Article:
The Assimilation policies in Australia began in the Forties and the period ran till 1965. This was a policy that determined how Aboriginal and Torres Strait Islander people should have the same rights and privileges and responsibilities as other non-Indigenous Australians, and be made essentially indistinguishable from non-Aboriginal Australians.
These policies, however, had a very western lens. Government ‘training programs’ were offered that focussed on agricultural or pastoral skills for men, and domestic or service skills for women. For those that stepped out of this model and sought semi-professional or professional roles such as nursing, systemic racism was faced daily. Segregation was still common. Indigenous people could still be made ‘wards of the government’ if they were thought to be living in a non-similar manner to non-Indigenous people, were perceived to not manage their own affairs, have different social habits and behaviours, and personal associations. Basically they had to be ‘just like white Australians’ and if they were not, the government could step in.
My grandfather, who served to fight wars for this country when he was not yet a citizen and came back to a segregated land where he couldn’t even share a drink with his digger mates in the pub because he was black.
My great grandfather who was jailed for speaking his language to his grandson – my father – jailed for it!
My grandfather on my mother’s side who married a white woman who reached out to Australia, lived on the fringes of town, until the police came, put a gun to his head, bulldozed his tin humpy, and ran over over the graves of the three children he’d buried there…
You might hear tonight, ‘but you have white blood in you.’ And if the white blood in me was here tonight, my grandmother, she would tell you of how she was turned away from a hospital giving birth to her first child because she was giving birth to the child of a black person.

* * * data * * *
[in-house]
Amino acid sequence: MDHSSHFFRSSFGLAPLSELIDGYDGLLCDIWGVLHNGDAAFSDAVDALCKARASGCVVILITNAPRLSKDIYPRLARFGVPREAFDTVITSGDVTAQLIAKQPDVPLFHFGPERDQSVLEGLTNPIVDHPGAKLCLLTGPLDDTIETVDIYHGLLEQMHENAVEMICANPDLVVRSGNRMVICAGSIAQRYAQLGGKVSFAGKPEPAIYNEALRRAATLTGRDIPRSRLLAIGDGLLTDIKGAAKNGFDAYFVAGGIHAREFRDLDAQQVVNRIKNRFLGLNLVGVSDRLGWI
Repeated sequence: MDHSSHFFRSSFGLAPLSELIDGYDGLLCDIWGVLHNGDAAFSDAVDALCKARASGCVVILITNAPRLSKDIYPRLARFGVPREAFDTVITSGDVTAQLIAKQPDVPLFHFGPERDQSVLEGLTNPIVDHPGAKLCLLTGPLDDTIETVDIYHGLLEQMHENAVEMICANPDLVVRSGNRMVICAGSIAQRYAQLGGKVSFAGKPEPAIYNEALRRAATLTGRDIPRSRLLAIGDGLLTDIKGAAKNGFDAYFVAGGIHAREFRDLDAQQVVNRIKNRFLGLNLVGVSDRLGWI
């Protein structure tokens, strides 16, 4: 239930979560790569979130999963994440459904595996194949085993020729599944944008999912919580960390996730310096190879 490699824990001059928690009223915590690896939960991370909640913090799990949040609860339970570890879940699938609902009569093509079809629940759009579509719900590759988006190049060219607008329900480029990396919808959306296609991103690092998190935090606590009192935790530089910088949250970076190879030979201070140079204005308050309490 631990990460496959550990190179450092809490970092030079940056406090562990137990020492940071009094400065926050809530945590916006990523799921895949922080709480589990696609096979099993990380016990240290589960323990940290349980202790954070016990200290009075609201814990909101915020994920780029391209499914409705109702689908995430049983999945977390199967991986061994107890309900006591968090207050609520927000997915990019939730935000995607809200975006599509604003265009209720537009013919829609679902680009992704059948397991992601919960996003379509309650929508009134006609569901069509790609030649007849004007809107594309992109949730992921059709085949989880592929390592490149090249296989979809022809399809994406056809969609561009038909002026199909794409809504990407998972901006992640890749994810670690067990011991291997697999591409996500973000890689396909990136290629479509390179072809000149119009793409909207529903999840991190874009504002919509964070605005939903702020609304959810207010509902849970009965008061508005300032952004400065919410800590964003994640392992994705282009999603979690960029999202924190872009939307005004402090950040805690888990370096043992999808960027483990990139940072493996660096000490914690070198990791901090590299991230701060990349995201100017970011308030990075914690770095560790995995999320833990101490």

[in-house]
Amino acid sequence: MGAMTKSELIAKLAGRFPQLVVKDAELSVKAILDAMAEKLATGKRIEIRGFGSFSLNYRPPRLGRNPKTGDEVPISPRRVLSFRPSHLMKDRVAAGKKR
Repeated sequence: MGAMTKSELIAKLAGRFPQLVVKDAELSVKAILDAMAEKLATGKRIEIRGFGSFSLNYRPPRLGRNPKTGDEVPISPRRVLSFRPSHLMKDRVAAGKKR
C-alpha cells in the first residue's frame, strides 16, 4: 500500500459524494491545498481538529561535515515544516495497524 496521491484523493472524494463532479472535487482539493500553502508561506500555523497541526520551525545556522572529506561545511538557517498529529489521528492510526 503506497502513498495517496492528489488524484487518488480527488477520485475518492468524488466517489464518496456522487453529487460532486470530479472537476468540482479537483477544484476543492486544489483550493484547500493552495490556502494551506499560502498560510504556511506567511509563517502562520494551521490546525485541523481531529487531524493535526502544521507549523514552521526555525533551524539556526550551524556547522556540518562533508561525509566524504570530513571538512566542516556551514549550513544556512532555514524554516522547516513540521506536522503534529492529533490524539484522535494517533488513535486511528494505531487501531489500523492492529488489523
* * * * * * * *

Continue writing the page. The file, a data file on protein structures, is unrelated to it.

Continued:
Stan Grant (2015)
‘But every time we are lured into the light, we are mugged by the darkness of this country’s history’, Ethics Centre IQ2 debate
In relation to women and families, a 1965 amendment to the policy of Assimilation meant that the authorities could forcibly remove children from their families on very flimsy grounds, leading to the ‘Stolen Generation’ and untold trauma. The devastation these policies caused, together with the segregation/protection policies before, were well documented in the ‘National Inquiry into the Separation of Aboriginal and Torres Strait Islander Children from Their Families, 1997, Bringing Them Home (Human Rights and Equal Opportunity Commission, Sydney)’. Violence and neglect was rife in the children’s homes that some children were sent to.
The health of Indigenous people continued to suffer under this policy, as cultural and social welfare continued to be neglected. Toward the end of this period, however, there was more information about the health of Aboriginal and Torres Strait Island people, and some recognition of the terrible state of health. Today, Aboriginal and Torres Strait Islander people still have the memories of their relatives being removed from their families, and indeed, many people alive today are those very victims. These memories are often not too far away from Indigenous women giving birth in our hospitals and birth centres today, often unable to access birth care in their own community.